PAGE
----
### changeset 458:b750ec0a8edb

Proofreading pass through Chapter 12
author Adam Chlipala Tue, 28 Aug 2012 16:53:16 -0400 b1fead9f68f2 9fbf3b4dac29 src/Universes.v 1 files changed, 8 insertions(+), 7 deletions(-) [+]
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--- a/src/Universes.v	Tue Aug 28 15:53:21 2012 -0400
+++ b/src/Universes.v	Tue Aug 28 16:53:16 2012 -0400
@@ -368,7 +368,7 @@
Error: Impossible to unify "?35 = ?34" with "unit = unit".
>>

-Coq tells us that we cannot, in fact, apply our lemma [symmetry] here, but the error message seems defective.  In particular, one might think that [apply] should unify [?35] and [?34] with [unit] to ensure that the unification goes through.  In fact, the problem is in a part of the unification problem that is _not_ shown to us in this error message!
+Coq tells us that we cannot, in fact, apply our lemma [symmetry] here, but the error message seems defective.  In particular, one might think that [apply] should unify [?35] and [?34] with [unit] to ensure that the unification goes through.  In fact, the issue is in a part of the unification problem that is _not_ shown to us in this error message!

The following command is the secret to getting better error messages in such cases: *)

@@ -622,9 +622,9 @@

(** An [Axiom] may be declared with any type, in any of the universes.  There is a synonym %\index{Vernacular commands!Parameter}%[Parameter] for [Axiom], and that synonym is often clearer for assertions not of type [Prop].  For instance, we can assert the existence of objects with certain properties. *)

-Parameter n : nat.
-Axiom positive : n > 0.
-Reset n.
+Parameter num : nat.
+Axiom positive : num > 0.
+Reset num.

(** This kind of "axiomatic presentation" of a theory is very common outside of higher-order logic.  However, in Coq, it is almost always preferable to stick to defining your objects, functions, and predicates via inductive definitions and functional programming.

@@ -698,11 +698,12 @@

Require Import ProofIrrelevance.
Print proof_irrelevance.
+
(** %\vspace{-.15in}% [[
*** [ proof_irrelevance : forall (P : Prop) (p1 p2 : P), p1 = p2 ]
]]

-  This axiom asserts that any two proofs of the same proposition are equal.  If we replaced [p1 = p2] by [p1 <-> p2], then the statement would be provable.  However, equality is a stronger notion than logical equivalence.  Recall this example function from Chapter 6. *)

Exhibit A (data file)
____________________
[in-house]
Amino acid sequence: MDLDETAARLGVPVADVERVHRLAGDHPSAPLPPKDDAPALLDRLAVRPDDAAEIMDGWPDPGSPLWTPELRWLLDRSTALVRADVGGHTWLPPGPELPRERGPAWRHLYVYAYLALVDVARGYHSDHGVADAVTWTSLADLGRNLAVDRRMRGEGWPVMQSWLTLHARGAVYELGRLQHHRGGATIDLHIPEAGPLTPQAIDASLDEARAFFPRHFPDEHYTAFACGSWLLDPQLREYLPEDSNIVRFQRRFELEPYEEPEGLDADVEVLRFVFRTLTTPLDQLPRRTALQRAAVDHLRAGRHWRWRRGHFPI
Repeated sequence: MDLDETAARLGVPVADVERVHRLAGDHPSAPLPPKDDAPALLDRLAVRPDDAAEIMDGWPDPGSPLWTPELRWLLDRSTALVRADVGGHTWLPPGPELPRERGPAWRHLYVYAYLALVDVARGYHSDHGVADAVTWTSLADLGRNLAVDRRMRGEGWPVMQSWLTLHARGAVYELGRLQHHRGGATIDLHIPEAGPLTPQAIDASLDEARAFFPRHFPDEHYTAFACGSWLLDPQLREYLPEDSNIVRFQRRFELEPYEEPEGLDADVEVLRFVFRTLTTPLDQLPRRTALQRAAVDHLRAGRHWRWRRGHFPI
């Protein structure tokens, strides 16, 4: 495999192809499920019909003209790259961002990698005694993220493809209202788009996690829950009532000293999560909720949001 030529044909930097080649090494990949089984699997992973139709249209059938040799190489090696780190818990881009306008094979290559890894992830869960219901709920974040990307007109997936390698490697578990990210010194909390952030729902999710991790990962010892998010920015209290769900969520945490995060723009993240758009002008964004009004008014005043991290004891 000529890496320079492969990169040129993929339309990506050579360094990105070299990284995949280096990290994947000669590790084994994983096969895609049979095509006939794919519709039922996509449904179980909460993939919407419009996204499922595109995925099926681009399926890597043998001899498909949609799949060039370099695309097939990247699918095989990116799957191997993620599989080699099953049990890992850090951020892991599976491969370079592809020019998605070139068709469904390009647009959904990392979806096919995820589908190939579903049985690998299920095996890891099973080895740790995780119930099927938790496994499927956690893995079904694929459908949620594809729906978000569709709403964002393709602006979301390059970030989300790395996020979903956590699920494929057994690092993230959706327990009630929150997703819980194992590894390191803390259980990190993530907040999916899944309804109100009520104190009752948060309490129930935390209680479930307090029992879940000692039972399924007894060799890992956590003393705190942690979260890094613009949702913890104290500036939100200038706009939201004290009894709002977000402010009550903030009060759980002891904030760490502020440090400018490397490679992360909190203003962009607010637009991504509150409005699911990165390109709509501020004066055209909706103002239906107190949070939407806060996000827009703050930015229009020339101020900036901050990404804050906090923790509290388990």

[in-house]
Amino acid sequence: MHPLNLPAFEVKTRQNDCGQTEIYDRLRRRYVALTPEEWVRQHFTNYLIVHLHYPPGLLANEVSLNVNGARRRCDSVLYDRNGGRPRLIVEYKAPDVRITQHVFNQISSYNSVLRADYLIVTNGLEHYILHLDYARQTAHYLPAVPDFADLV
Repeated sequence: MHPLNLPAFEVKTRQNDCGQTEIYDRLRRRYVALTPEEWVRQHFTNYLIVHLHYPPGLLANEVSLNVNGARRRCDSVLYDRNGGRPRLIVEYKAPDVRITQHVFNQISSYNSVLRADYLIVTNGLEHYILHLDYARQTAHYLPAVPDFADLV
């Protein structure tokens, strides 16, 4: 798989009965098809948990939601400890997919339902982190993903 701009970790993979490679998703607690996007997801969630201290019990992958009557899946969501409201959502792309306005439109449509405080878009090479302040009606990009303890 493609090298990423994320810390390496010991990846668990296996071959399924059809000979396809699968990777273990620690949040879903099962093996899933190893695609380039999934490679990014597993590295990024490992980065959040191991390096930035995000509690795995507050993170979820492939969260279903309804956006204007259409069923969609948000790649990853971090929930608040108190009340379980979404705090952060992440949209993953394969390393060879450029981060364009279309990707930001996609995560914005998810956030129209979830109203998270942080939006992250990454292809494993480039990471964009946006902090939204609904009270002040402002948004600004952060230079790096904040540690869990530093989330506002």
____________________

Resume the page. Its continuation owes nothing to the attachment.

+  This axiom asserts that any two proofs of the same proposition are equal.  Recall this example function from Chapter 6. *)

(* begin hide *)
Lemma zgtz : 0 > 0 -> False.
@@ -859,7 +860,7 @@
exist (fun f => forall x : A, R x (f x))
(fun x => proj1_sig (H x)) (fun x => proj2_sig (H x)).

-(** Via the Curry-Howard correspondence, this "axiom" can be taken to have the same meaning as the original.  It is implemented trivially as a transformation not much deeper than uncurrying.  Thus, we see that the utility of the axioms that we mentioned earlier comes in their usage to build programs from proofs.  Normal set theory has no explicit proofs, so the meaning of the usual axiom of choice is subtlely different.  In Gallina, the axioms implement a controlled relaxation of the restrictions on information flow from proofs to programs.
+(** %\smallskip{}%Via the Curry-Howard correspondence, this "axiom" can be taken to have the same meaning as the original.  It is implemented trivially as a transformation not much deeper than uncurrying.  Thus, we see that the utility of the axioms that we mentioned earlier comes in their usage to build programs from proofs.  Normal set theory has no explicit proofs, so the meaning of the usual axiom of choice is subtly different.  In Gallina, the axioms implement a controlled relaxation of the restrictions on information flow from proofs to programs.

However, when we combine an axiom of choice with the law of the excluded middle, the idea of "choice" becomes more interesting.  Excluded middle gives us a highly non-computational way of constructing proofs, but it does not change the computational nature of programs.  Thus, the axiom of choice is still giving us a way of translating between two different sorts of "programs," but the input programs (which are proofs) may be written in a rich language that goes beyond normal computability.  This truly is more than repackaging a function with a different type.

@@ -902,7 +903,7 @@
: fin (12 + 1)
]]

-  Computation gets stuck in a pattern-match on the proof [t3].  The structure of [t3] is not known, so the match cannot proceed.  It turns out a more basic problem leads to this particular situation.  We ended the proof of [t3] with [Qed], so the definition of [t3] is not available to computation.  That is easily fixed. *)
+  Computation gets stuck in a pattern-match on the proof [t3].  The structure of [t3] is not known, so the match cannot proceed.  It turns out a more basic problem leads to this particular situation.  We ended the proof of [t3] with [Qed], so the definition of [t3] is not available to computation.  That mistake is easily fixed. *)

Reset t3.